PM: Those acting against Israel will pay heavy price

Inner cabinet decides to hold fire if Gaza rockets stop; Steinitz: Gaza situation reminiscent of Hezbollah before 2006 war.

PM Binyamin Netanyahu on train to Beersheba 370 (photo credit: Kobi Gideon / GPO)
PM Binyamin Netanyahu on train to Beersheba 370
(photo credit: Kobi Gideon / GPO)
Prime Minister Binyamin Netanyahu warned that those who act against Israeli citizens would pay a heavy price, speaking Tuesday afternoon in Beersheba with local and regional council heads from the South. The statement came on the heels of a weekend that saw upwards of 120 rockets fired from the Gaza Strip into southern Israel.
"Whoever thinks that he can routinely attack the daily lives of the residents of the South without paying a heavy price – is mistaken. I am responsible for choosing the right time to exact the highest possible price and so it will be," he said.
The prime minister traveled to Beersheba from Tel Aviv in 55 minutes on a fast train, to underscore the message that the periphery southern area of Israel where more than 150 rockets have fallen is intrinsically linked to the country’s center.
“I chose to travel to head down to Beersheba on the renovated train line to show, through personal experience, the fast link between the Center to the South. This line, which now allows travel to Beersheba in under an hour, shows how close the Center is to the South,” Netanyahu said.
The inner security cabinet agreed Tuesday not to fire on the Gaza Strip as long as the rocket fire stops, Army Radio reported.
However, should the rocket fire be renewed over the next few weeks, then Israel will increase the severity of its response in order to enhance its deterrence, the ministers concluded, according to the report.
Following the meeting, Finance Minister Yuval Steinitz said Gaza has a terrorist infrastructure reminiscent of Hezbollah prior to the 2006 Lebanon War.
"[Israel] never agreed to this situation which goes against all of our agreements with the Palestinians," he added.
The European Union and the Arab League issued a joint statement of concern after a meeting foreign ministers from both groups held in Cairo Tuesday.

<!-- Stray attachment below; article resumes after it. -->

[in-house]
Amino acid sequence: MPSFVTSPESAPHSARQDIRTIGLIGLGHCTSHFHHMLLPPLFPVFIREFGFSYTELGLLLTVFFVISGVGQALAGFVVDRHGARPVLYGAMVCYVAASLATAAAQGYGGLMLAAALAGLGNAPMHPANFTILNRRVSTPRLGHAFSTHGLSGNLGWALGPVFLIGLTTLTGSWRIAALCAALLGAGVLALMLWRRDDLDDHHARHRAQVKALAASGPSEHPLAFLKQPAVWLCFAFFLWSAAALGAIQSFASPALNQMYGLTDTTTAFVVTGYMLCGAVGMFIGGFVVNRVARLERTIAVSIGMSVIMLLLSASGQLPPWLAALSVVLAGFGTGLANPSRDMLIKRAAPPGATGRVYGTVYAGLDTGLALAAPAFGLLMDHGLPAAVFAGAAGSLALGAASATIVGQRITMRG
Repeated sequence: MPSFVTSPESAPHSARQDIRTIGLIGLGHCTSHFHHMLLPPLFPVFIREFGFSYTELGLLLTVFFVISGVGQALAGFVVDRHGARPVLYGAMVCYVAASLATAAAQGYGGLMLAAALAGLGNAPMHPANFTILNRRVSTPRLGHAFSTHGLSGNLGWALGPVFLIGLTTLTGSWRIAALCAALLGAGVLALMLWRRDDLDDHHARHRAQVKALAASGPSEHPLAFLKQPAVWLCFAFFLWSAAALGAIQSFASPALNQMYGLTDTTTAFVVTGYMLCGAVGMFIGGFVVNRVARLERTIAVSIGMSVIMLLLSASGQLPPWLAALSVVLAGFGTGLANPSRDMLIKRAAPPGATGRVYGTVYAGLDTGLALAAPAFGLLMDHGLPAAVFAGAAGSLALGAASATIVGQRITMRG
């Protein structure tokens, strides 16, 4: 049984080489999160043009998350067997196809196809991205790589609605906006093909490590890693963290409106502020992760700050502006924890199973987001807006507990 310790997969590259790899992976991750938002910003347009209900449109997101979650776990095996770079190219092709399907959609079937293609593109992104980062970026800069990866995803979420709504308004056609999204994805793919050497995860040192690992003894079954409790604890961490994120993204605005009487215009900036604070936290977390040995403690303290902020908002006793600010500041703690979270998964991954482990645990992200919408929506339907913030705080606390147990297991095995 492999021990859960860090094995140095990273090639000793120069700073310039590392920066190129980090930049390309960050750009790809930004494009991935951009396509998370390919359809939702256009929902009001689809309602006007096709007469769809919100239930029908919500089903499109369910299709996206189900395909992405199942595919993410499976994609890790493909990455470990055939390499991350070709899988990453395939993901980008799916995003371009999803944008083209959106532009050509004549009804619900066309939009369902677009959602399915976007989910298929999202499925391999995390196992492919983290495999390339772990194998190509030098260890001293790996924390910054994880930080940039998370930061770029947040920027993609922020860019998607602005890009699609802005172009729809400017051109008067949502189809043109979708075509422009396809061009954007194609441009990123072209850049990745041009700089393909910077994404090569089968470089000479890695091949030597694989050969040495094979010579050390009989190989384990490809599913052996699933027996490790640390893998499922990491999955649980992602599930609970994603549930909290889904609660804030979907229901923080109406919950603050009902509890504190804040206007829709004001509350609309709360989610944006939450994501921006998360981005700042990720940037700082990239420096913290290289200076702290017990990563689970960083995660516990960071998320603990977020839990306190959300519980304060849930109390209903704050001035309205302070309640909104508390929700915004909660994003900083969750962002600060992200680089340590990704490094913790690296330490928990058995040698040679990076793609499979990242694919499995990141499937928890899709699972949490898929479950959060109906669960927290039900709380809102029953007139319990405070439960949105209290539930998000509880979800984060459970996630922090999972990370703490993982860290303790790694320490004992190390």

"The ministers expressed concern at the recent escalation in and around Gaza and welcomed the Egyptian efforts aimed at reaching a ceasefire. The ministers condemned all acts of violence against civilians and called for the full implementation of UNSC resolution 1860 and full respect of international humanitarian law," the statement said.
Monday night, Israel asked the United Nations Security Council to condemn the recent barrage of Palestinian rockets.
“The serious danger of an even greater escalation hangs over our very volatile region. Many Israeli civilians and soldiers have been injured. Damage to property has been significant. One million people in Southern Israel remain under grave threat,” Ambassador to the UN in New York Ron Prosor wrote in a letter.
He addressed it to the Security Council and to the UN Secretary-General Ban Ki-moon.
“Israel holds Hamas fully responsible for all acts of terrorism flowing from Gaza,” Prosor wrote. He added that “the time for the Security Council to condemn Hamas terrorism with one voice is now, before it is too late."
Prosor also said that “The Palestinian leadership has a fundamental responsibility to clearly condemn Hamas terrorism. The silence that continues to echo from [Palestinian Authority President Mahmoud] Abbas’ office speaks volumes."
Israel, he concluded, will take all necessary steps to protect its citizens.
“Those who target Israelis with terrorism today will pay a very heavy price tomorrow. Israel has exercised – and will continue to exercise – our right to self-defense.”